Monday, June 08, 2009

Meat Mutant Breakdown

Well, after finally ridding ourselves of the scourge that is the Meat Mutants, I'm excited to have kept careful records of what it took to get these things to the freezer.  For once.

50 chicks @ $.50/ea (I think we actually came home with 52) = $25.00*
50# chick starter @ $11.30 = $11.30
9 bags (50# ea) chick grower @ $9.60 = $86.40
6 bags (50# ea) chick grower @$9.70 = $58.20
?? of ?? =  $8.00**

Wood shavings @ $10
Light bulbs @ $5

Total investment: $203.90

Total return: 35 birds, ranging from 4 to 7 lbs, totalling 181.25 lbs.

Cost per lb of dressed bird:  $1.25/lb***


To tell you the truth, I'm a little surprised by this.  I'm fairly certain I have all my receipts but it sure felt like I was at the feed store every time I turned around, shelling out dollars like crazy.  Of course, I was also buying lay pellets, grain, and dog and cat food, and that adds up too.  

The cost of hardware is not included here, as we bought it in years past, but it would be something to consider; the feeders, waterers, heat lamps and the like.  And obviously it doesn't take into account our work both in feeding/housing them and butchering.  And I don't think you could pay me enough to do that. :)

Considering how many birds died between bringing them home and putting them into the freezer (we even found one Saturday morning before trying out the plucker), I would expect we could get this price tag down considerably if we could keep more of them alive.  We also should have had them dressing out closer to 4 lbs than the 5+ we averaged, and that last pound or more of weight probably cost a whole lot more.  When eviscerating, there was a LOT of fat on these critters, and much of it was tossed.  I don't know how my eviscerating compares with the store (well, yes, mine's FAR more careful and cleaner than mechanical evisceration!), but I usually cut off the tail-feather thingy, and any hanging fat or skin.  These are likely included in the weight at the grocer's.  Also, Hubby keeps the gizzards and hearts (ew), but I didn't count them in the end.  *I* don't really consider them food. :)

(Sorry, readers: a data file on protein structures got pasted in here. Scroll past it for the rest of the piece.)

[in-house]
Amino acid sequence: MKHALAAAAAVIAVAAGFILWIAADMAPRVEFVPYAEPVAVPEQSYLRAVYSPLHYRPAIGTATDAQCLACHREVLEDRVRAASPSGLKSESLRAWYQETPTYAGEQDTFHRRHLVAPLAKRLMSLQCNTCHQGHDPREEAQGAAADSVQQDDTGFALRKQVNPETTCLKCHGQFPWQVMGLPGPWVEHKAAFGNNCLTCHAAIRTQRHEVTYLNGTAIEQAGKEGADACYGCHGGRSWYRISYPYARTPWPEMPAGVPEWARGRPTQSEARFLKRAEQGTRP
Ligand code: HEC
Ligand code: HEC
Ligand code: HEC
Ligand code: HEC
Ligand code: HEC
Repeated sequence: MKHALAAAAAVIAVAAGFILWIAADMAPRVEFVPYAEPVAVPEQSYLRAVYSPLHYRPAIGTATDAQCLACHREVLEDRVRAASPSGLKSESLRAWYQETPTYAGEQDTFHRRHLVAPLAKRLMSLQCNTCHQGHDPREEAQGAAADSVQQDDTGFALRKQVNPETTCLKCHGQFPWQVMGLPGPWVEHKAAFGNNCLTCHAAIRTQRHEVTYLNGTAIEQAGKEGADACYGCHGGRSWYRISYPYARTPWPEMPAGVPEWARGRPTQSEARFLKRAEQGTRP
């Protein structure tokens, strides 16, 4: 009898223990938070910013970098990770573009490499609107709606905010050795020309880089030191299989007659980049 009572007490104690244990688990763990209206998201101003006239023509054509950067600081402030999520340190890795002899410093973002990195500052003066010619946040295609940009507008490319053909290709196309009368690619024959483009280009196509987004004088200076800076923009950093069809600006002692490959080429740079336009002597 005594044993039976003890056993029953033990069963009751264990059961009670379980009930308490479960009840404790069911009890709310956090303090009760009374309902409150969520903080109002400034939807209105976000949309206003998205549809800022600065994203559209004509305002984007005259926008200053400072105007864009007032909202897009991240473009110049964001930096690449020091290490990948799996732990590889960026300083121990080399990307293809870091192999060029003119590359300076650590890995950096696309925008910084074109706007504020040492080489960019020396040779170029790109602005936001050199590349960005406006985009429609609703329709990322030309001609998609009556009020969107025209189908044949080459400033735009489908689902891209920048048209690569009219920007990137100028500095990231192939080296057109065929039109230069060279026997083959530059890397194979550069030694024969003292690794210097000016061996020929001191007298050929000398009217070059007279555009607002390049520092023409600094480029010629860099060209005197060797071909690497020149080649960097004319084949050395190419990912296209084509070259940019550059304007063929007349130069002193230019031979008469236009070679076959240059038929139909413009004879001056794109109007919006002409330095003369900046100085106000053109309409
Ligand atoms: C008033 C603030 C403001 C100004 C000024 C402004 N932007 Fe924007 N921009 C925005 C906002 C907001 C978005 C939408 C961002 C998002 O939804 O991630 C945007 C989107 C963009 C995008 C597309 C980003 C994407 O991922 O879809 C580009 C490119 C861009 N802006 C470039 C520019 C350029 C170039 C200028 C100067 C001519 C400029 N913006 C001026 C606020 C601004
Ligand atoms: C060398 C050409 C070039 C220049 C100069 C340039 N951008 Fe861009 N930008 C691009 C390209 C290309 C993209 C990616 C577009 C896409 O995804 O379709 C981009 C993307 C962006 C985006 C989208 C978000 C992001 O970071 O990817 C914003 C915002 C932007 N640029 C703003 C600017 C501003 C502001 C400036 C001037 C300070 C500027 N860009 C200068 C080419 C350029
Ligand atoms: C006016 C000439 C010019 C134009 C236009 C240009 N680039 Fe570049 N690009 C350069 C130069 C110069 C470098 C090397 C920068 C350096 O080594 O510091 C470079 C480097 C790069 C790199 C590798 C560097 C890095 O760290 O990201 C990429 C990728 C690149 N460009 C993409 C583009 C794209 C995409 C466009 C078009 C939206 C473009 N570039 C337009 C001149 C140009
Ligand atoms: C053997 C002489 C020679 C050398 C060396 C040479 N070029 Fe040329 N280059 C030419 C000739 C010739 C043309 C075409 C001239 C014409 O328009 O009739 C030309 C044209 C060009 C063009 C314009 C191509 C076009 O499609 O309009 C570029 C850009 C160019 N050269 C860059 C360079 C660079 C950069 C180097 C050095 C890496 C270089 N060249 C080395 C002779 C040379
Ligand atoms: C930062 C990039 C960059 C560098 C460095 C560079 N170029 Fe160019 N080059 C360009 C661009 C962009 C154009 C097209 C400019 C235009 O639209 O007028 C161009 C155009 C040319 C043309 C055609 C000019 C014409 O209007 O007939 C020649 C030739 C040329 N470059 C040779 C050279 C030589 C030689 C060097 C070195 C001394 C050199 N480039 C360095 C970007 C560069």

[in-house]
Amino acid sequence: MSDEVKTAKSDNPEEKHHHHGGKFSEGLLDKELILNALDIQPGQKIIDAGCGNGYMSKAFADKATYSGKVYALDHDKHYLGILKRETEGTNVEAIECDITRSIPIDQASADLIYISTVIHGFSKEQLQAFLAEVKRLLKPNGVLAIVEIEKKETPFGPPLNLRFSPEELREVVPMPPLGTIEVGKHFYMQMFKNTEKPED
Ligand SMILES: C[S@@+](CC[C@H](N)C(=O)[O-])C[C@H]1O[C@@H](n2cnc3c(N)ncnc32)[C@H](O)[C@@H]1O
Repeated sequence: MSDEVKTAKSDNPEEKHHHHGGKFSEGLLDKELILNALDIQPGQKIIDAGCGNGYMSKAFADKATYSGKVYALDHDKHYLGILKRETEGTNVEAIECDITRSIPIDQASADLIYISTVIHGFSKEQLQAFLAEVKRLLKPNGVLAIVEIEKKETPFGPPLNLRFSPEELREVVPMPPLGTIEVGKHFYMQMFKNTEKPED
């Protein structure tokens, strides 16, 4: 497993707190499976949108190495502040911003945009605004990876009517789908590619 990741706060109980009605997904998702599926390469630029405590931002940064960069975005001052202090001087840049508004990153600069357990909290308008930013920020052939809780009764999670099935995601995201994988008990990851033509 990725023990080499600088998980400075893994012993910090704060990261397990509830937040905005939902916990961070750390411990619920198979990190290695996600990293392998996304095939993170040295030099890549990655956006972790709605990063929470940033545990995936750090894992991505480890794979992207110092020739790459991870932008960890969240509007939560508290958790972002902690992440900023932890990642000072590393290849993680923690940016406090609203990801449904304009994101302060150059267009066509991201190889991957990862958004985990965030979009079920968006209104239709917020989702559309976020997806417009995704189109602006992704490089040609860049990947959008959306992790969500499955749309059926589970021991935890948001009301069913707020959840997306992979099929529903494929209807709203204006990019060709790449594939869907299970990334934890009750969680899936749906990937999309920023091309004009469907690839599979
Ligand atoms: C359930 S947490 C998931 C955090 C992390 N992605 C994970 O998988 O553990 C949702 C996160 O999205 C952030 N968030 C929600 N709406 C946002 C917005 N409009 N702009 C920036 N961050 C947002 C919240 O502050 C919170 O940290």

Overall, I'm somewhat surprised that these didn't come out more expensive.  Considering our losses, and how long we left them alive, I expected the pricetag to be double a decent grocer's or more, and it's not (Costco had them for 99c/lb last I noticed).

[Don't read the following paragraph if you're eating commercial chicken for dinner tonight.]

And in comparison to the grocer's (other than that they're huge), they enjoyed fresh air and sunshine, green stuff (when they'd eat it), and weren't constantly medicated (the one bag of starter was) or breathing fecal dust.  In death, they were killed more humanely, eviscerated by hand (carefully keeping the poop from the food!), and chilled in a tank of clean water - that didn't have several inches of fecal matter settling at the bottom (how much of that do you think is soaked into the meat?).  Still hungry for chicken?  I am! :)

*This is far less than the 'usual' pricetag of $$1 - 1.50 or so.  But the local farm store was running specials a lot this year, and we ordered during that time.

**The last week when we still had most of the birds to feed, the feed store was out of chick grower.  We bought lay pellets and whole wheat, and they got some of this, in addition to what we had left of the grower.  This cost is an estimation.

***Also, I didn't include sales tax in the costs.  Consider the final price tag to be $1.25/lb "plus tax."


Rachel Le said...

Wow, that seems like a really good price for the quality of meat you're getting! That's great! the way, I'm coming over for dinner.

Kevin and Beth said...

I don't think we have ever added it all up, I think we were afraid to. This year we will though. I'm encouraged by your numbers. We've got a bunch of meat turkeys to raise for Thanksgiving. I think they have already eaten us out of house and home. I need to blog about them and show some pictures. Maybe today. I'm so happy about your plucker. Can you believe how clean the birds are? You should post some pictures, I'd like to see it.

karl said...

we have pretty good luck at keeping our chickens alive (saying this with fingers crossed). the digest version is; we keep them in chicken tractors that are so easy to move that they get moved at least twice per day. we buy feed specially milled for us**. we have a big dog that guards the pens with his life.

i have a big post about building our chicken tractors. your husband being an electrician would appreciate some of the materials used.

**milled for estes hatchery and we buy their mix from their mill. recipe is unkown to us.

your statement that you couldn't pay you enough.. is something we say about butchering around here too